RELATED: Cirque du Soleil’s ‘Luzia: A Waking Dream of Mexico’ comes to Atlanta soon

Offering up even more indie sexiness is photographer Teri Darnell’s theatrical portraits of gender-bending dress-up in the “Berlin Kabarett Der Namenlosen” series in which guys and dolls in elaborate wigs and costumes act out some Weimar Republic decadence.

In more socially engaged work, Deepanjan Mukhopadhyay examines the soul-crushing grind of outsourcing in “Outsourced: Fall.” And suggesting a redo of myths about black masculinity, Pulitzer Prize-winning San Francisco photographer Preston Gannaway offers tender images of playful, loving, complex gay black men.



Reader Comments ...


Next Up in Living

Queen Elizabeth surrounded by fashion royalty at her first London runway show
Queen Elizabeth surrounded by fashion royalty at her first London runway show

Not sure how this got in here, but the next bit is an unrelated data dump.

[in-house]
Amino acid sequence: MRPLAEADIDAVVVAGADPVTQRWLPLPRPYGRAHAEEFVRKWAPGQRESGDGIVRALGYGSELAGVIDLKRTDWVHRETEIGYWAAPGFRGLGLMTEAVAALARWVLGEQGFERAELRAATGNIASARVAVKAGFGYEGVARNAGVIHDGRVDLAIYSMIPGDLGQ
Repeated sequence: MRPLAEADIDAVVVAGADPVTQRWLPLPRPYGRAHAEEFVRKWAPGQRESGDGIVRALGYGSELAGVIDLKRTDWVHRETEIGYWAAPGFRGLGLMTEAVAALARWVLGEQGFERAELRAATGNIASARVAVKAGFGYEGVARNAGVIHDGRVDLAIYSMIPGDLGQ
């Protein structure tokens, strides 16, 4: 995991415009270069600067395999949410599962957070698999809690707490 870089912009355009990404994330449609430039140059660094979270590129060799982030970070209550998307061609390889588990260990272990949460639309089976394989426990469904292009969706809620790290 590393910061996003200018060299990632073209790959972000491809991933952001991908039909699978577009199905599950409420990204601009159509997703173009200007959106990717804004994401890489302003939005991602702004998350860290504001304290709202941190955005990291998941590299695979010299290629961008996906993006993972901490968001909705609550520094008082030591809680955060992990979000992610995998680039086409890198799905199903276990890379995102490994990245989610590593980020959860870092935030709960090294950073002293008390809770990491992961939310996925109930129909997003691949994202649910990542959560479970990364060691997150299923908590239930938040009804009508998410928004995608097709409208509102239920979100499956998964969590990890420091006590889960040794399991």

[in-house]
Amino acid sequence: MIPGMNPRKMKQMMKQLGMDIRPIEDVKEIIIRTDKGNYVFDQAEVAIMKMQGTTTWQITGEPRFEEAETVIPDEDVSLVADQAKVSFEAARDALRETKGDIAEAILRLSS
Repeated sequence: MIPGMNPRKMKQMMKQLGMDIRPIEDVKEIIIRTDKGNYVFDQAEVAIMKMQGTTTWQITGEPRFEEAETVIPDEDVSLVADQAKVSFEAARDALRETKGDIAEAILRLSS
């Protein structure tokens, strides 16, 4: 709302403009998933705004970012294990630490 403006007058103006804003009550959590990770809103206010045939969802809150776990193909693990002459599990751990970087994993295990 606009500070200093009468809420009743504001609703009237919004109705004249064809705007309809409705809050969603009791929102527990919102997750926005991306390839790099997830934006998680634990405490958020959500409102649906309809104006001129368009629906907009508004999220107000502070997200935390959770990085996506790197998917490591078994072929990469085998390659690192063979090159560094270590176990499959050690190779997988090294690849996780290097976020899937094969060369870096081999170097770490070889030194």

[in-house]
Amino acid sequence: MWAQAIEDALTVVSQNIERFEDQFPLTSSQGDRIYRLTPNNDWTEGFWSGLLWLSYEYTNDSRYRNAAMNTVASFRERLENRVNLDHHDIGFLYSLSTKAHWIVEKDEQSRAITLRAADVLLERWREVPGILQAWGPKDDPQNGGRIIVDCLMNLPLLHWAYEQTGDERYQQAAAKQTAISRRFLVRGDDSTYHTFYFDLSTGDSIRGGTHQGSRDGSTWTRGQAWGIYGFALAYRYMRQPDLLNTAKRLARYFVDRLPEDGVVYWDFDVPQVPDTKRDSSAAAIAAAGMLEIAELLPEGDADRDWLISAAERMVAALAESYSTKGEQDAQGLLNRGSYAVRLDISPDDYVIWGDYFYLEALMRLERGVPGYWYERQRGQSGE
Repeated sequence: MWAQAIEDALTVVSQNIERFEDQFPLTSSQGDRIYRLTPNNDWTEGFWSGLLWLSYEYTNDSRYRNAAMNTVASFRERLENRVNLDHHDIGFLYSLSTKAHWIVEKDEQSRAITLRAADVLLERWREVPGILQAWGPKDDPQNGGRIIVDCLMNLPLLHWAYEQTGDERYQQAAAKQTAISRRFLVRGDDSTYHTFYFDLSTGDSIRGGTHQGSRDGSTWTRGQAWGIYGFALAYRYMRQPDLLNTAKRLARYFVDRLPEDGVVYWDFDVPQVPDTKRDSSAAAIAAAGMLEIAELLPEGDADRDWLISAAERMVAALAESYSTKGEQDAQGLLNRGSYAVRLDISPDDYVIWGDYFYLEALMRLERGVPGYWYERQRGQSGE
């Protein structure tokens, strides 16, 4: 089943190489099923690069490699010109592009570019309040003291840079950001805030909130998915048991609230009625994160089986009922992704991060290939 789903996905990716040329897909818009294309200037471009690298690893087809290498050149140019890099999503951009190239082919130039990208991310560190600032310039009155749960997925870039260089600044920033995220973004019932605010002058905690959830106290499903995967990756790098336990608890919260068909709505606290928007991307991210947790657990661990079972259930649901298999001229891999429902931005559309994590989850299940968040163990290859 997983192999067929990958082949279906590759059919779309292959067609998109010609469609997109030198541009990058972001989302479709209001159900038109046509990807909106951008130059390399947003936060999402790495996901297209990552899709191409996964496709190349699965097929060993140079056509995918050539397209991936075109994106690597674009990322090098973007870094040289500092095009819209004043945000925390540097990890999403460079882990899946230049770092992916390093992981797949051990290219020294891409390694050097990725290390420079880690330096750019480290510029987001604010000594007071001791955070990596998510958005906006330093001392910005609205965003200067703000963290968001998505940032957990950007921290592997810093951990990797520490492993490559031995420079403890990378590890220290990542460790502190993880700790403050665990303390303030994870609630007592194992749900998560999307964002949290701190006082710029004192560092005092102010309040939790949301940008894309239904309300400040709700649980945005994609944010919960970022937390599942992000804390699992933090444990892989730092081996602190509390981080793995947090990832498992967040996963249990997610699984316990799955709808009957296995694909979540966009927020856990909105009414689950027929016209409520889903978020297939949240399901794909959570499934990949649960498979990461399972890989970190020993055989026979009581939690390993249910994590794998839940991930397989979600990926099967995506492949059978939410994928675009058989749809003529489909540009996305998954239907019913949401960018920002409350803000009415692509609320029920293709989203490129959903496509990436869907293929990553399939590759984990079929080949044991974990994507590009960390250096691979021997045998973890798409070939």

This year’s London Fashion Week ended with the biggest name in fashion meeting the biggest name in London. >> Read more trending news  Queen Elizabeth II made quite the splash Tuesday as she sat next to Vogue’s infamous editor-in-chief Anna Wintour in the queen’s historic appearance at a fashion show. Her Majesty came dressed...
5 one-liners not to miss in ‘Black Panther’
5 one-liners not to miss in ‘Black Panther’

Black Panther is smashing box office records and giving moviegoers across the world all of the feels. Social media is abuzz with pictures of moviegoers clad in colorful African pieces, including flowing fabric, hand-crafted jewelry and traditional dashikis and head ties. But the best part has been the one-liners rattled off in hilarious fashion throughout...